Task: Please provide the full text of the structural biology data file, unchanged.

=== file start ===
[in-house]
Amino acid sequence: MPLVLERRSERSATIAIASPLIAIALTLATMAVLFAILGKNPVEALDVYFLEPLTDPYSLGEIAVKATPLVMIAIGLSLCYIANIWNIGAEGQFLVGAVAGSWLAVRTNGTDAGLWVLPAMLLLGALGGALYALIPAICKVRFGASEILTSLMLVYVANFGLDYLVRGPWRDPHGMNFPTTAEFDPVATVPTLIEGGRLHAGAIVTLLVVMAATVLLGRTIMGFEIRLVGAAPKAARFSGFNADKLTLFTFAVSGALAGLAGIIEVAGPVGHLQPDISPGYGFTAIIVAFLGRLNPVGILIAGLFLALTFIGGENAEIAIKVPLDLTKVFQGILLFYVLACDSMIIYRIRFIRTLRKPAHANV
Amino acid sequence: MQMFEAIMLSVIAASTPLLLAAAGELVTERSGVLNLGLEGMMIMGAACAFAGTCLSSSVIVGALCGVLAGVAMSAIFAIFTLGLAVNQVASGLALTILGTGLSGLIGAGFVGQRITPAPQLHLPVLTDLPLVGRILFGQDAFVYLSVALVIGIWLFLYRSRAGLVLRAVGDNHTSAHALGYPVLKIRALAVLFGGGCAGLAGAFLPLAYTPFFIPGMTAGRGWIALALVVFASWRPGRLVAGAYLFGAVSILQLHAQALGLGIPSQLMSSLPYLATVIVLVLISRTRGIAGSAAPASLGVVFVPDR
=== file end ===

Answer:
[in-house]
Amino acid sequence: MPLVLERRSERSATIAIASPLIAIALTLATMAVLFAILGKNPVEALDVYFLEPLTDPYSLGEIAVKATPLVMIAIGLSLCYIANIWNIGAEGQFLVGAVAGSWLAVRTNGTDAGLWVLPAMLLLGALGGALYALIPAICKVRFGASEILTSLMLVYVANFGLDYLVRGPWRDPHGMNFPTTAEFDPVATVPTLIEGGRLHAGAIVTLLVVMAATVLLGRTIMGFEIRLVGAAPKAARFSGFNADKLTLFTFAVSGALAGLAGIIEVAGPVGHLQPDISPGYGFTAIIVAFLGRLNPVGILIAGLFLALTFIGGENAEIAIKVPLDLTKVFQGILLFYVLACDSMIIYRIRFIRTLRKPAHANV
Amino acid sequence: MQMFEAIMLSVIAASTPLLLAAAGELVTERSGVLNLGLEGMMIMGAACAFAGTCLSSSVIVGALCGVLAGVAMSAIFAIFTLGLAVNQVASGLALTILGTGLSGLIGAGFVGQRITPAPQLHLPVLTDLPLVGRILFGQDAFVYLSVALVIGIWLFLYRSRAGLVLRAVGDNHTSAHALGYPVLKIRALAVLFGGGCAGLAGAFLPLAYTPFFIPGMTAGRGWIALALVVFASWRPGRLVAGAYLFGAVSILQLHAQALGLGIPSQLMSSLPYLATVIVLVLISRTRGIAGSAAPASLGVVFVPDR